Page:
A hand at my arm. Beth and the others stand looking at me with red-rimmed eyes. Some of them bleed from tiny cuts on their head. I go to the whiteboard and grab a marker and write, Can anyone hear? They shake their heads. Lips quiver. Some cry and lean on shoulders. Each of them have eyes the size of silver dollars, looking at me, their teacher. I’m supposed to know what to do. I write, Stay here. Don’t leave.
In the hallway I find Gary and a handful of other faculty. A few students run to us from the opposite end of the corridor. Frantically, they beckon us to follow. In their classroom, the first thing I see is bright red blood. It pools on the white tile floor. Robert. Just last night we’d tossed a couple back and watched the game. Gary and I look at each other and bend over the body of our colleague. I push my hand against his loose skin and feel no pulse. My hand goes to his chest and feels the quiet. On the board I write, Everyone to the gym.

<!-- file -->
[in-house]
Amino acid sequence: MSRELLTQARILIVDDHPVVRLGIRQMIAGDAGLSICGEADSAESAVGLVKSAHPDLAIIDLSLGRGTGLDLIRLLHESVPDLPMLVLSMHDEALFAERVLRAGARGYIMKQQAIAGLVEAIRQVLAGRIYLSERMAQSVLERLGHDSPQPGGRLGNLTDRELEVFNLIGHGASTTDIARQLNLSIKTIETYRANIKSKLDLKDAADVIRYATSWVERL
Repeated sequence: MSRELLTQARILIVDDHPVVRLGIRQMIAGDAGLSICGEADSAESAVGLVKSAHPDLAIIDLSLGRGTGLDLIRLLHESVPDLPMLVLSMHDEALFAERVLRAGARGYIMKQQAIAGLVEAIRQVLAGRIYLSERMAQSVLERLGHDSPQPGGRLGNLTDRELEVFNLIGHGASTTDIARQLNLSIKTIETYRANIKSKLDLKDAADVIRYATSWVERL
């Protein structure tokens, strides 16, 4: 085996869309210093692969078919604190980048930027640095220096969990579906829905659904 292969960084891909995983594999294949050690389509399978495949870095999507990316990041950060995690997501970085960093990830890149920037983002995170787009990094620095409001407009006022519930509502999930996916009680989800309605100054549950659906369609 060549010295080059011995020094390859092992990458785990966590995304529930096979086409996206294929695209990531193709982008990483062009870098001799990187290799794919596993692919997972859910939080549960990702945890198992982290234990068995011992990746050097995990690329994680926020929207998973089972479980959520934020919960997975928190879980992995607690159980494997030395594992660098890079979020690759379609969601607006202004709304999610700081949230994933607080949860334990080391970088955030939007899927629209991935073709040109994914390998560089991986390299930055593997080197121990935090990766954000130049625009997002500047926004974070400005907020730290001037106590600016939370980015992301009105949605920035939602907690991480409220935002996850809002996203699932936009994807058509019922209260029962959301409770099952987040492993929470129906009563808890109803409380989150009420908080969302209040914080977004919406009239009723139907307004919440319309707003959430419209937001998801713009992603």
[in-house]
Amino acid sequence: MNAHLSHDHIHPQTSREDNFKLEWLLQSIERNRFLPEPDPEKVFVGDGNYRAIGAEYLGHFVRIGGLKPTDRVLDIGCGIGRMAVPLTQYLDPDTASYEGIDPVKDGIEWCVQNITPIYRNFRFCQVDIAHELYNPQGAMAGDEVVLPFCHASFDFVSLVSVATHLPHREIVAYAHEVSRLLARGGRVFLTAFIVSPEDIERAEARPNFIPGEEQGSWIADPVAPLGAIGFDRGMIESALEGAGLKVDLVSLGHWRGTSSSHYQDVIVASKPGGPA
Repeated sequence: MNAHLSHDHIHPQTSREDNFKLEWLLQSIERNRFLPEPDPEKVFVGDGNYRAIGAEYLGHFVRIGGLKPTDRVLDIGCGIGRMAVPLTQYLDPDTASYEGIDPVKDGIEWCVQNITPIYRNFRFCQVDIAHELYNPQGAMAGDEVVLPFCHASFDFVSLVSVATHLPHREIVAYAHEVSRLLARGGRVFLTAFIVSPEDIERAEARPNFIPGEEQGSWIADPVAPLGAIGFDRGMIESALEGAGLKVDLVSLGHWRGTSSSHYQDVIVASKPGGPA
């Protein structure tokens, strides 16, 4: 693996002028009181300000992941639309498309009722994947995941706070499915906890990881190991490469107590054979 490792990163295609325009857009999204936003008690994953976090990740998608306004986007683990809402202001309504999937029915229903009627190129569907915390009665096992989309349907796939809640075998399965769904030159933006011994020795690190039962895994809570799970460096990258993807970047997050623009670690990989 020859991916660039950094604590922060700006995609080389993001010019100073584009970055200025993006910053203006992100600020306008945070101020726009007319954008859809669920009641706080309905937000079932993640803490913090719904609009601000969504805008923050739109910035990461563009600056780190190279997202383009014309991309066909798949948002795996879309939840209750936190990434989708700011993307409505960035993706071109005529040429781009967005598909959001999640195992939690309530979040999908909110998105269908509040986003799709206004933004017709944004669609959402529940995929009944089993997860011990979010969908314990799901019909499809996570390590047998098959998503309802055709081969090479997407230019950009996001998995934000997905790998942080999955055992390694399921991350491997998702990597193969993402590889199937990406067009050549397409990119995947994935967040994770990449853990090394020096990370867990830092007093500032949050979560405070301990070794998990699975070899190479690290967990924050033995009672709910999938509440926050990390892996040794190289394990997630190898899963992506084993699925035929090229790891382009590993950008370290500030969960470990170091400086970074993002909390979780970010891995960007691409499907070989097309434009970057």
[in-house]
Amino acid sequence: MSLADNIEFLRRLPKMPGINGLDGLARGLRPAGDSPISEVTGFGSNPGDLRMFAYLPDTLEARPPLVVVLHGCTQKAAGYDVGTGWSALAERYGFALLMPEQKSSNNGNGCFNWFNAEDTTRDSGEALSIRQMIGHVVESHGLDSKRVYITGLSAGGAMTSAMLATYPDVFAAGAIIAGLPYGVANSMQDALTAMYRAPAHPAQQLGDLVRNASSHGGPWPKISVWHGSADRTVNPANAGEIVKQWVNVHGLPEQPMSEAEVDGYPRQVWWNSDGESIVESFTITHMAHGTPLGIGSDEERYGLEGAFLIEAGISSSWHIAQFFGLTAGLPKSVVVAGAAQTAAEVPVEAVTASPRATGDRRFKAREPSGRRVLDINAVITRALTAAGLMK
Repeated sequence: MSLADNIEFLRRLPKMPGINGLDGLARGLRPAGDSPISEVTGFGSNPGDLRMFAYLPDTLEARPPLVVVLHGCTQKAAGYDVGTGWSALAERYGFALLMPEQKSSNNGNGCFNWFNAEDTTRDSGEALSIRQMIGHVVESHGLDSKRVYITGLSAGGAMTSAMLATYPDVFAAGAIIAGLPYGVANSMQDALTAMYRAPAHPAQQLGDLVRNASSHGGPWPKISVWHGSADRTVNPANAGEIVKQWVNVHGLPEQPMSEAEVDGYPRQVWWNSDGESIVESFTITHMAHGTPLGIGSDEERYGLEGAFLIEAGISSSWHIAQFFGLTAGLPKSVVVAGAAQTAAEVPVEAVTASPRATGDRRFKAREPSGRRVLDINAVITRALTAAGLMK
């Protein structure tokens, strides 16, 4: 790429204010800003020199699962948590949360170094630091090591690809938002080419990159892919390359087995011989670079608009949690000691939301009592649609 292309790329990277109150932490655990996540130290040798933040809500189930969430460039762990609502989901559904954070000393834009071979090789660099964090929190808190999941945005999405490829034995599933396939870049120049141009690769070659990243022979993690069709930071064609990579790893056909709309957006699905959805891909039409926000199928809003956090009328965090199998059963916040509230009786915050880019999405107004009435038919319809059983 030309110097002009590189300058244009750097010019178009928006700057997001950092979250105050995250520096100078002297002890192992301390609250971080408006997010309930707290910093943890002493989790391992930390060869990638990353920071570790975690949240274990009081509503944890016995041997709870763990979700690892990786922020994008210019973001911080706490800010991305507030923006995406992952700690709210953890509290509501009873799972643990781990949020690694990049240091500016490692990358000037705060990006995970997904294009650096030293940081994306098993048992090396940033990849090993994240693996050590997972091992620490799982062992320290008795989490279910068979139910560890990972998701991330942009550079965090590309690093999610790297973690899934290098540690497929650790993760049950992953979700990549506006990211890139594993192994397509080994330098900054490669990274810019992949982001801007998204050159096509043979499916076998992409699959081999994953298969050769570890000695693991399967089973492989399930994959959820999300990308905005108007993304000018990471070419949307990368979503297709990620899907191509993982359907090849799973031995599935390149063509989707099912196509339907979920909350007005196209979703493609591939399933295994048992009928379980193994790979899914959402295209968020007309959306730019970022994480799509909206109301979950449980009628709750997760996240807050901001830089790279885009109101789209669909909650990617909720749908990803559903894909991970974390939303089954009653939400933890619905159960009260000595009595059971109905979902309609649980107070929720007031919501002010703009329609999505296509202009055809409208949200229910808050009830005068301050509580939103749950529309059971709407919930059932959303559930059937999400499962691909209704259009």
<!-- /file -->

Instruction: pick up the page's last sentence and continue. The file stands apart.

The message spreads around the school and we gather. What would be the sound of anxious murmuring, or the shuffle of feet as people find a place to sit, is stillness. Silence that terrifies more than it comforts. As the last of the students are settled in, the principal sets up an overhead projector in order to address the masses. Gary and I go outside and he hands me a cigarette. I take it. Light it. I should be hearing sirens. I should be hearing screams. Instead, I see the first of the bombers as they cut through the sky.